Search HU
This article was updated more than a year ago and may contain outdated information.

sights & culture

Learn everyday Hungarian for an easier stay in Budapest! Lesson 9: Ráér, Majd

'Mit csinálsz holnap este, ráérsz?' 'Igen, ráérek'. 'What are you doing tomorrow evening, do you have time?' 'Yes, I do.' Our weekly series is back with expressions useful for everyday life in Hungary. Ráér is a verb which expresses having the gift of time, but it goes deeper than that, of course. When national poet Sándor Petőfi penned the well-known line, 'Ejj, ráérünk arra még' – 'There's plenty of time for that!', he might have been describing the Magyar mindset. Another word, 'majd', 'later', has also evolved to mean pretty much the same thing: mañana. Come with us and unwrap some Magyar!

Elmosogattál? Nem, még nem majd megcsinálom. 'Have you done the washing up? No, not yet, I'll do it later.' So majd is the best term for procrastination, as it literally means at some point in the future but definitely not right now. And that, sadly, might sum up the Hungarian psyche.

The so-called halogatás, the Hungarian equivalent of procrastination, could actually be a national sport. Let's face it – Hungarians like to leave everything to the next day. Who doesn't?

In terms of grammar, majd is actually a time adverbial, which derives from the word ma and it means 'today', as the Hungarian Etymological Dictionary also confirms. But, funnily enough, it means the complete opposite. If you say you'll do something ma, then you’ll do it by the end of that day but if you’re about to leave it all to procrastination, you say majd – some day when you have time. As the old adage goes: Procrastination is the thief of time! Beware!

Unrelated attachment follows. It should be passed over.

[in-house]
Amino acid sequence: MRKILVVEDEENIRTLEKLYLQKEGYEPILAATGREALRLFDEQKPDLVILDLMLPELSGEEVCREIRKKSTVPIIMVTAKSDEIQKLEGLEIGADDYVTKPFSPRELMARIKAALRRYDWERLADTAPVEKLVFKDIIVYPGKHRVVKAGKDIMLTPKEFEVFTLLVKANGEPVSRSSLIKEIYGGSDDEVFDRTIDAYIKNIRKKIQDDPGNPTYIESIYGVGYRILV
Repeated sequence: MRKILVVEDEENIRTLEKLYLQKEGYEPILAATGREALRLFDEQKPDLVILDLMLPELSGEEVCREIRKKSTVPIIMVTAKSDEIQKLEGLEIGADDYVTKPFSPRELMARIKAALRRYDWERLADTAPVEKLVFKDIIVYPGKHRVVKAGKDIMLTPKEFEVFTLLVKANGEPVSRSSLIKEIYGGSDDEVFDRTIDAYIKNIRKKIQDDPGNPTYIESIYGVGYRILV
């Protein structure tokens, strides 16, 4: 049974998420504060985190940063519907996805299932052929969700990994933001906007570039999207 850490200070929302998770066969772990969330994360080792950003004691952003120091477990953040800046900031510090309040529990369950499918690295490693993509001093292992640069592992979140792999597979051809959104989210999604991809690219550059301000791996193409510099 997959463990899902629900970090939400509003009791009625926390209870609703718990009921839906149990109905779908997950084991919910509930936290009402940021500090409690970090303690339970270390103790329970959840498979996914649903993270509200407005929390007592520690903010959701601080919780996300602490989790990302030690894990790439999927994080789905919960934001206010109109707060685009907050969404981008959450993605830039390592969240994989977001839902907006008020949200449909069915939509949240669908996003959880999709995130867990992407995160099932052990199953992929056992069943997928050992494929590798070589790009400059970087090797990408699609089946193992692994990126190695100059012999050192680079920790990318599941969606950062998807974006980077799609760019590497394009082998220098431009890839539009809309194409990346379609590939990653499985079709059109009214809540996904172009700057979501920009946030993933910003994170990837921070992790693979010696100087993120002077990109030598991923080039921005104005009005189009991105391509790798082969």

The same is true for ráér – only it's a verb, so has to obey the rules of grammar. This is another term to describe when procrastination once again triumphs over action – or, indeed, simply indicates that you have spare time. Ráértek? Nem, sajnos délután nem érünk rá. 'Do you have time?  No, sorry, we’re busy this afternoon.' As a phrasal verb (bear with us...), the and ér are split when you use it in a negative sense. In that case,'rá' goes at the end of the sentence.

Therefore, when you have a deadline and your boss says Á, ráér, that means that your senior has authorised you to procrastinate. Be grateful, put the kettle on and take your time.

And last but not least, there is a great Hungarian expression pertinent to this time of the year: “Majd ha piros hó esik.” 'When pigs fly' or, literally in Hungarian, 'When red snow falls’, each as likely to happen as the other.


Related content

Mulled wine and Christmas trees – See snapshots from Budapest's biggest Christmas markets


Immerse yourself in the holiday spirit as you explore the biggest markets in Budapest through our photos.

Meet Chef Norbert Tanács, the new culinary maestro at quirky Buda Castle restaurant Baltazár


Baltazár restaurant has been given a new lease of vigour and flavour with the arrival of a new chef. Check out these Josper-grilled dishes!

See Christmas trams and buses embark on their festive journeys


We captured the dazzling Christmas fleet – trams and buses decked in lights and decorations – set off on its journey.